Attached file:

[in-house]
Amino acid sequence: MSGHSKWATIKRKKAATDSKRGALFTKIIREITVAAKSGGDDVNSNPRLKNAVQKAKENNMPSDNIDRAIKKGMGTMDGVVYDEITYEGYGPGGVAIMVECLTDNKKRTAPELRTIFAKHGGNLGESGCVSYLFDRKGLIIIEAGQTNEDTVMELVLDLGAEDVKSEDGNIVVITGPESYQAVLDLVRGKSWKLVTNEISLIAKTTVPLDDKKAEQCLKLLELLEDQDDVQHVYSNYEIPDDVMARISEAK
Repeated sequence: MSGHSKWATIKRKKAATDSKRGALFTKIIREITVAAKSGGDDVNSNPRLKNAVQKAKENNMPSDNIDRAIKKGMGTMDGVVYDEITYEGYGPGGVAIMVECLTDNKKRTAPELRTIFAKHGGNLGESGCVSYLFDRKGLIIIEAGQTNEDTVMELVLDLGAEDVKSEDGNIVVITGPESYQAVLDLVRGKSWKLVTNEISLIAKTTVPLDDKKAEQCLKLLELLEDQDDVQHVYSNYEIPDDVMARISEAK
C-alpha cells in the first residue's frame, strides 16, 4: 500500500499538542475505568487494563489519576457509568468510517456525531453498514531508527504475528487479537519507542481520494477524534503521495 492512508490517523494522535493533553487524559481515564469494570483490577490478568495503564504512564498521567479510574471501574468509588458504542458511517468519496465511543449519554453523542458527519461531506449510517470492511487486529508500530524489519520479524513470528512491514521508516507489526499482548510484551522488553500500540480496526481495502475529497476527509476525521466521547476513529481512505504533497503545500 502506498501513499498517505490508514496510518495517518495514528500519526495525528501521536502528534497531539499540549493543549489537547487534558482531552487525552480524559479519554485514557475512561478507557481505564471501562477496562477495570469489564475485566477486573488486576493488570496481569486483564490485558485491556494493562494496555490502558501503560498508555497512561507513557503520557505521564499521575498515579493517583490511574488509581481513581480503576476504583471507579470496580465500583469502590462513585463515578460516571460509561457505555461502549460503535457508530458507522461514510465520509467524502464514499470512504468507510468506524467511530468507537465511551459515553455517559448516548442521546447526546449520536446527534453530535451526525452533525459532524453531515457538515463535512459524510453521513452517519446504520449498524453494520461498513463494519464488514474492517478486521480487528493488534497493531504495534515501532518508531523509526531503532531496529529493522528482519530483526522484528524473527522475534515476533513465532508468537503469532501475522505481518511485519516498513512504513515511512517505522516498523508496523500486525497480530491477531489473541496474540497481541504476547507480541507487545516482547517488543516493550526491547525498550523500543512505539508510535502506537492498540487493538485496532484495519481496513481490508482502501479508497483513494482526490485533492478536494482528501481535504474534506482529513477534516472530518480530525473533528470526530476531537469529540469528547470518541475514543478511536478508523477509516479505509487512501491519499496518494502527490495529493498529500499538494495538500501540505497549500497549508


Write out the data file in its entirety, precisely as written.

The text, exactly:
[in-house]
Amino acid sequence: MSGHSKWATIKRKKAATDSKRGALFTKIIREITVAAKSGGDDVNSNPRLKNAVQKAKENNMPSDNIDRAIKKGMGTMDGVVYDEITYEGYGPGGVAIMVECLTDNKKRTAPELRTIFAKHGGNLGESGCVSYLFDRKGLIIIEAGQTNEDTVMELVLDLGAEDVKSEDGNIVVITGPESYQAVLDLVRGKSWKLVTNEISLIAKTTVPLDDKKAEQCLKLLELLEDQDDVQHVYSNYEIPDDVMARISEAK
Repeated sequence: MSGHSKWATIKRKKAATDSKRGALFTKIIREITVAAKSGGDDVNSNPRLKNAVQKAKENNMPSDNIDRAIKKGMGTMDGVVYDEITYEGYGPGGVAIMVECLTDNKKRTAPELRTIFAKHGGNLGESGCVSYLFDRKGLIIIEAGQTNEDTVMELVLDLGAEDVKSEDGNIVVITGPESYQAVLDLVRGKSWKLVTNEISLIAKTTVPLDDKKAEQCLKLLELLEDQDDVQHVYSNYEIPDDVMARISEAK
C-alpha cells in the first residue's frame, strides 16, 4: 500500500499538542475505568487494563489519576457509568468510517456525531453498514531508527504475528487479537519507542481520494477524534503521495 492512508490517523494522535493533553487524559481515564469494570483490577490478568495503564504512564498521567479510574471501574468509588458504542458511517468519496465511543449519554453523542458527519461531506449510517470492511487486529508500530524489519520479524513470528512491514521508516507489526499482548510484551522488553500500540480496526481495502475529497476527509476525521466521547476513529481512505504533497503545500 502506498501513499498517505490508514496510518495517518495514528500519526495525528501521536502528534497531539499540549493543549489537547487534558482531552487525552480524559479519554485514557475512561478507557481505564471501562477496562477495570469489564475485566477486573488486576493488570496481569486483564490485558485491556494493562494496555490502558501503560498508555497512561507513557503520557505521564499521575498515579493517583490511574488509581481513581480503576476504583471507579470496580465500583469502590462513585463515578460516571460509561457505555461502549460503535457508530458507522461514510465520509467524502464514499470512504468507510468506524467511530468507537465511551459515553455517559448516548442521546447526546449520536446527534453530535451526525452533525459532524453531515457538515463535512459524510453521513452517519446504520449498524453494520461498513463494519464488514474492517478486521480487528493488534497493531504495534515501532518508531523509526531503532531496529529493522528482519530483526522484528524473527522475534515476533513465532508468537503469532501475522505481518511485519516498513512504513515511512517505522516498523508496523500486525497480530491477531489473541496474540497481541504476547507480541507487545516482547517488543516493550526491547525498550523500543512505539508510535502506537492498540487493538485496532484495519481496513481490508482502501479508497483513494482526490485533492478536494482528501481535504474534506482529513477534516472530518480530525473533528470526530476531537469529540469528547470518541475514543478511536478508523477509516479505509487512501491519499496518494502527490495529493498529500499538494495538500501540505497549500497549508